The controversial animated series The Boondocks started out as a newspaper strip and quickly became the new star of Adult Swim. Debuting in 2006 to critical controversy, shocked gasps, and hilarious laughs, The Boondocks pushed the envelope through social comedy, racial parody, political accountability, and the writings of the show's creator, Aaron McGruder. Now that The Boondocks has finally returned to the airwaves, we dialed in Aaron McGruder to see what's in store for the second season of The Boondocks, what changes were made, and what controversies we can expect.
Aaron McGruder on the delay of the second season:
"It just took us longer to finish the show than we thought. It's animation and we wanted to get it right, so it took longer. Sorry it's not a longer answer. Production troubles would be a good way of putting it. It's a complicated show to do and it goes to three countries at certain points and if it's bad, it's really bad, so you have to get it right."
McGruder on his initial goal with the series:
"The goal was a job and to do the kind of humor that I wanted to see and I felt like it wasn't out there very much, which is kind of black political satire. I think when you go down that road and you do it with any success, shaking things up just comes with the territory. I don't think it really starts with the goal of shaking things up. I didn't expect the controversy, because I didn't expect the strip to end up being as big as it was as quickly as it happened. I think in order to start trouble, someone has to even know who you are and that kind of thing takes a long time in comics, even if you're incredibly lucky. So I think when the trouble started early that was a little bit of a surprise."
On the headlines surrounding the "N" word:
"I use the word a lot in the show because I'm a bad person, so I cannot in any way defend what I do [laughs]."
McGruder on the return of Samuel L. Jackson:
"Yeah, he's in it. We try to be really respectful to Sam and not put his name out there, you know. But we didn't promote it that way in the first season either. But yeah, he's in an episode this season."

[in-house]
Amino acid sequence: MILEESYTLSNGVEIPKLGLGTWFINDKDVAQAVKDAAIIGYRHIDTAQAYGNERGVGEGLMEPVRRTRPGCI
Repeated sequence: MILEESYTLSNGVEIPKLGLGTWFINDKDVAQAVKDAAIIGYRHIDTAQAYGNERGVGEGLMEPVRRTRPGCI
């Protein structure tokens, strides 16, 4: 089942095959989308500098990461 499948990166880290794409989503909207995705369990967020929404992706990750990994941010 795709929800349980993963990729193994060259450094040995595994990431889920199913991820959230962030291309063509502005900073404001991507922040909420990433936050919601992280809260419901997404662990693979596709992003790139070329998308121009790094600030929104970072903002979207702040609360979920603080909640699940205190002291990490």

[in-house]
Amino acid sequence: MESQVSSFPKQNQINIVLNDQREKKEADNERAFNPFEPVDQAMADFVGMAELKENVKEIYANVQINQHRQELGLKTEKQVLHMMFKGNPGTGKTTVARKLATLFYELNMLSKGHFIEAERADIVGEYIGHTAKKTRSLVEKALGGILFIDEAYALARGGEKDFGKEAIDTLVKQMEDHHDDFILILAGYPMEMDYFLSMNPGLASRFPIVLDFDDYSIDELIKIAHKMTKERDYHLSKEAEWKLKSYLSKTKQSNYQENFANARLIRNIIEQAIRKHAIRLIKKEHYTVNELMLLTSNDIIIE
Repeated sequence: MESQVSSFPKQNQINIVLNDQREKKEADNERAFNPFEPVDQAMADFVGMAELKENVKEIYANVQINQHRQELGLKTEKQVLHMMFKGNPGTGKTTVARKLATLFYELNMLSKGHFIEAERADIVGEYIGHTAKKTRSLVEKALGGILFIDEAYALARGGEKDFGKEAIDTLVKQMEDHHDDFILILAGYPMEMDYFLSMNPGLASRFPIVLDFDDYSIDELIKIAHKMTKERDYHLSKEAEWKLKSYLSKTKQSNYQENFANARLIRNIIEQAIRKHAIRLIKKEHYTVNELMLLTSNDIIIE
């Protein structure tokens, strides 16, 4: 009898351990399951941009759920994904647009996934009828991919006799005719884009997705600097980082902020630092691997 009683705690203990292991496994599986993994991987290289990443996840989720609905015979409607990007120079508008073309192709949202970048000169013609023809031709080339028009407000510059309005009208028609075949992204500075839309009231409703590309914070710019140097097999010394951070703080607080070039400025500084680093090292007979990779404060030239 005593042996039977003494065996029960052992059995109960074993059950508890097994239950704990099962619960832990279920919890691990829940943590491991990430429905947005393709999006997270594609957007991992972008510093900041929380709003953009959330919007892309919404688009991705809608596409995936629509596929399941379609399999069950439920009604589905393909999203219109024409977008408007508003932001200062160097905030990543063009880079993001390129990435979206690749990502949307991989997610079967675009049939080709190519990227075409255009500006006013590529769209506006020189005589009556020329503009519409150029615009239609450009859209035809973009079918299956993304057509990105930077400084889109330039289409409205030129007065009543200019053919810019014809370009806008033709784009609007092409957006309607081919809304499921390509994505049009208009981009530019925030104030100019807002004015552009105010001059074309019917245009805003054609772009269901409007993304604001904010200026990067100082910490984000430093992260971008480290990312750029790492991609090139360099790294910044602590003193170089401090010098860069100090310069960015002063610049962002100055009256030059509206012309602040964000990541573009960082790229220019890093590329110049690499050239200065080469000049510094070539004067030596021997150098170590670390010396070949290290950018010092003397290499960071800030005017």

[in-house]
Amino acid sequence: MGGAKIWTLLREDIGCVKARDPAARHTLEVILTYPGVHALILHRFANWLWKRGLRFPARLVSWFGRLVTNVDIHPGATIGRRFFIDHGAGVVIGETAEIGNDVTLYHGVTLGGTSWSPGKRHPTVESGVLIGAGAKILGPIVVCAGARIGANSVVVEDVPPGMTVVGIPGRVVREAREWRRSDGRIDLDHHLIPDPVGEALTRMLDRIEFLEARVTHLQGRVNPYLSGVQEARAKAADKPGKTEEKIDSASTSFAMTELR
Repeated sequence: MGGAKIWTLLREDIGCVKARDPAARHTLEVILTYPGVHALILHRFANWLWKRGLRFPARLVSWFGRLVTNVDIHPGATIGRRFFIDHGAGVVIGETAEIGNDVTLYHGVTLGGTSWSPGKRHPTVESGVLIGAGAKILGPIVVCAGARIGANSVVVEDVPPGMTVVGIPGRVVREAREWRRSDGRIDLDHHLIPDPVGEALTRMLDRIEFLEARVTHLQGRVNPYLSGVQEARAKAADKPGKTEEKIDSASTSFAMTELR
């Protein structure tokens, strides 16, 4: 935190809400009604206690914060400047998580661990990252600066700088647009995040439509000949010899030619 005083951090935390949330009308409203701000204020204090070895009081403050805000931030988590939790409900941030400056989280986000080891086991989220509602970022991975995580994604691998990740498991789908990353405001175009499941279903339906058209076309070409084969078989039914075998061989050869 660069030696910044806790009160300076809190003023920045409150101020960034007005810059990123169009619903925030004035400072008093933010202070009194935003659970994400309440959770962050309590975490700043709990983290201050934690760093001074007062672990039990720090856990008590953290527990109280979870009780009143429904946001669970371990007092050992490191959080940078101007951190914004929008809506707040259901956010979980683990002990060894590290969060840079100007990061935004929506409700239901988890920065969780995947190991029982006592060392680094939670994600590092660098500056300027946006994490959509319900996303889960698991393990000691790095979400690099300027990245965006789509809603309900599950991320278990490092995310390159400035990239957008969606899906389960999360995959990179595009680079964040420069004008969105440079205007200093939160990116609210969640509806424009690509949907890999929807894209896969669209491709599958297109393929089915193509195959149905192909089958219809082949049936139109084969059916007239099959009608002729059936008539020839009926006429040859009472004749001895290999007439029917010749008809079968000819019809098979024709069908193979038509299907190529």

On the changes from season one to season two:
"Here's how big of a change there was: When we finished the last script of the first season, none of us had actually seen the first episode come back from overseas yet. We wrote the entire season blind, essentially. None of us knew what the show looked like, so just knowing what the show is played a huge role in how we shaped season two. I think we got much better control over the animation, which really allows you to tell the story the proper way. When you're fighting with the animation, or the animation is controlling you, you're limited to what you can do. That was a big deal. We looked at season one and what worked and what didn't, and just tried to make it a better show all around. I do think the storytelling is much better, the pacing is much faster, and the show is much funnier. So all around I'm very pleased with it."
On restarting The Boondocks comic strip:
"I think the show played a big factor in me having to walk away from the strip, because I didn't want to do both badly. In the first season I tried to do both and it took a huge toll on me... But yeah, I constantly play with the idea of coming back, not to the newspapers, but online. It's something I think could happen and whether it happens after the show or while the show is still running, it depends on how many hours I can go without sleep. I don't know. I can't meet the newspaper schedule. Seven days a week is too much and they don't let you go. They make you do all or nothing, so I can't meet that kind of deadline situation."